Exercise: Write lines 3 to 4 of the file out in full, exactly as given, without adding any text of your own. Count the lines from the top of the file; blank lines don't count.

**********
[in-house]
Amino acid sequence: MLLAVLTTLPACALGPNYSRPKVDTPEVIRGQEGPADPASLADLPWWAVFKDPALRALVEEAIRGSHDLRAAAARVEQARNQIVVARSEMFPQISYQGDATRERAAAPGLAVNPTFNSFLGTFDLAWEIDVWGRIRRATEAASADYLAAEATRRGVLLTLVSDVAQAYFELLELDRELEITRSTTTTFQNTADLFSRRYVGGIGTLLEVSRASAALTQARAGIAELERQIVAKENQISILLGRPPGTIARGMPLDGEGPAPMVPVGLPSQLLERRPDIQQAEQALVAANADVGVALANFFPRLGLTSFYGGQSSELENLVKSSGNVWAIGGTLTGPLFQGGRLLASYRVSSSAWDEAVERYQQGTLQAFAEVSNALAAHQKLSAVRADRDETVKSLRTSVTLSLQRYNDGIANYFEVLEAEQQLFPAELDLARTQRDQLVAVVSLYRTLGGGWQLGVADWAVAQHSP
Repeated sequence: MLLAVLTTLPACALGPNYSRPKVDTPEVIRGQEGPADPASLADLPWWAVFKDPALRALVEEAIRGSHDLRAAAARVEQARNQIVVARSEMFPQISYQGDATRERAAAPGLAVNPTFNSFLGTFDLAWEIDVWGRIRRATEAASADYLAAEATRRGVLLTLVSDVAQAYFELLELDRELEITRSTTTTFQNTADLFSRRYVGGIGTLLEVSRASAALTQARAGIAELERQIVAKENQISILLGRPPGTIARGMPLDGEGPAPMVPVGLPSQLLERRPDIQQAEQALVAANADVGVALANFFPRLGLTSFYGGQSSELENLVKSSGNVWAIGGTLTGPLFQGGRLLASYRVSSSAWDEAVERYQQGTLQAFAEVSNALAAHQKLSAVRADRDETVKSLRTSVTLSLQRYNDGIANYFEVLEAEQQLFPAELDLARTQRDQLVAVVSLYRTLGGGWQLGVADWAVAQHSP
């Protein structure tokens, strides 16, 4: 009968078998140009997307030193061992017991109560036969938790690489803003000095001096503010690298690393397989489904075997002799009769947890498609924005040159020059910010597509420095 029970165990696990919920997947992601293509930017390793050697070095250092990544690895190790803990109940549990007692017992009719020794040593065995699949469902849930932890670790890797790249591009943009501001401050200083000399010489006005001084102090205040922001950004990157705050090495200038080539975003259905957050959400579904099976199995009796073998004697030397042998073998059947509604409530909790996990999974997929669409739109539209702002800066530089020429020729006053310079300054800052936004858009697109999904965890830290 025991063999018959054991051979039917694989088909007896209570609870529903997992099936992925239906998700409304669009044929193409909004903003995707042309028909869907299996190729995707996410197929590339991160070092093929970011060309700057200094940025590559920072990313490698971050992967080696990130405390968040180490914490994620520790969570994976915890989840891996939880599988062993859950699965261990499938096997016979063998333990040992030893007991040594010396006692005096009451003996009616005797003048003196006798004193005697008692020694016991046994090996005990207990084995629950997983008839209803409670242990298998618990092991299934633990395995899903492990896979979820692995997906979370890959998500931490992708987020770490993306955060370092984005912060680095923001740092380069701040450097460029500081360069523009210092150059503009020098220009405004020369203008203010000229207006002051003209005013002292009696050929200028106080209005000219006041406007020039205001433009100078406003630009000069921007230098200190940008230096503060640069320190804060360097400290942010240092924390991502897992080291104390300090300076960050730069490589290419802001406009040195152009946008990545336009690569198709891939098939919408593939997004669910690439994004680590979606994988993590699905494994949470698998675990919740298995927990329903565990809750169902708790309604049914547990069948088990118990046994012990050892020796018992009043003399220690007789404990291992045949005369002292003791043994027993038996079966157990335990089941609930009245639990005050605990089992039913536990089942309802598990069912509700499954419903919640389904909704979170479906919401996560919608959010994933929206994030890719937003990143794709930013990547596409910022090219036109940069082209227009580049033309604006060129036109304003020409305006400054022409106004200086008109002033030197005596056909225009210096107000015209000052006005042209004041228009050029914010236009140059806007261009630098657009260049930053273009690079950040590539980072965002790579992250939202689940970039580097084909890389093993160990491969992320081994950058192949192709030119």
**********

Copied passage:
Repeated sequence: MLLAVLTTLPACALGPNYSRPKVDTPEVIRGQEGPADPASLADLPWWAVFKDPALRALVEEAIRGSHDLRAAAARVEQARNQIVVARSEMFPQISYQGDATRERAAAPGLAVNPTFNSFLGTFDLAWEIDVWGRIRRATEAASADYLAAEATRRGVLLTLVSDVAQAYFELLELDRELEITRSTTTTFQNTADLFSRRYVGGIGTLLEVSRASAALTQARAGIAELERQIVAKENQISILLGRPPGTIARGMPLDGEGPAPMVPVGLPSQLLERRPDIQQAEQALVAANADVGVALANFFPRLGLTSFYGGQSSELENLVKSSGNVWAIGGTLTGPLFQGGRLLASYRVSSSAWDEAVERYQQGTLQAFAEVSNALAAHQKLSAVRADRDETVKSLRTSVTLSLQRYNDGIANYFEVLEAEQQLFPAELDLARTQRDQLVAVVSLYRTLGGGWQLGVADWAVAQHSP
């Protein structure tokens, strides 16, 4: 009968078998140009997307030193061992017991109560036969938790690489803003000095001096503010690298690393397989489904075997002799009769947890498609924005040159020059910010597509420095 029970165990696990919920997947992601293509930017390793050697070095250092990544690895190790803990109940549990007692017992009719020794040593065995699949469902849930932890670790890797790249591009943009501001401050200083000399010489006005001084102090205040922001950004990157705050090495200038080539975003259905957050959400579904099976199995009796073998004697030397042998073998059947509604409530909790996990999974997929669409739109539209702002800066530089020429020729006053310079300054800052936004858009697109999904965890830290 025991063999018959054991051979039917694989088909007896209570609870529903997992099936992925239906998700409304669009044929193409909004903003995707042309028909869907299996190729995707996410197929590339991160070092093929970011060309700057200094940025590559920072990313490698971050992967080696990130405390968040180490914490994620520790969570994976915890989840891996939880599988062993859950699965261990499938096997016979063998333990040992030893007991040594010396006692005096009451003996009616005797003048003196006798004193005697008692020694016991046994090996005990207990084995629950997983008839209803409670242990298998618990092991299934633990395995899903492990896979979820692995997906979370890959998500931490992708987020770490993306955060370092984005912060680095923001740092380069701040450097460029500081360069523009210092150059503009020098220009405004020369203008203010000229207006002051003209005013002292009696050929200028106080209005000219006041406007020039205001433009100078406003630009000069921007230098200190940008230096503060640069320190804060360097400290942010240092924390991502897992080291104390300090300076960050730069490589290419802001406009040195152009946008990545336009690569198709891939098939919408593939997004669910690439994004680590979606994988993590699905494994949470698998675990919740298995927990329903565990809750169902708790309604049914547990069948088990118990046994012990050892020796018992009043003399220690007789404990291992045949005369002292003791043994027993038996079966157990335990089941609930009245639990005050605990089992039913536990089942309802598990069912509700499954419903919640389904909704979170479906919401996560919608959010994933929206994030890719937003990143794709930013990547596409910022090219036109940069082209227009580049033309604006060129036109304003020409305006400054022409106004200086008109002033030197005596056909225009210096107000015209000052006005042209004041228009050029914010236009140059806007261009630098657009260049930053273009690079950040590539980072965002790579992250939202689940970039580097084909890389093993160990491969992320081994950058192949192709030119």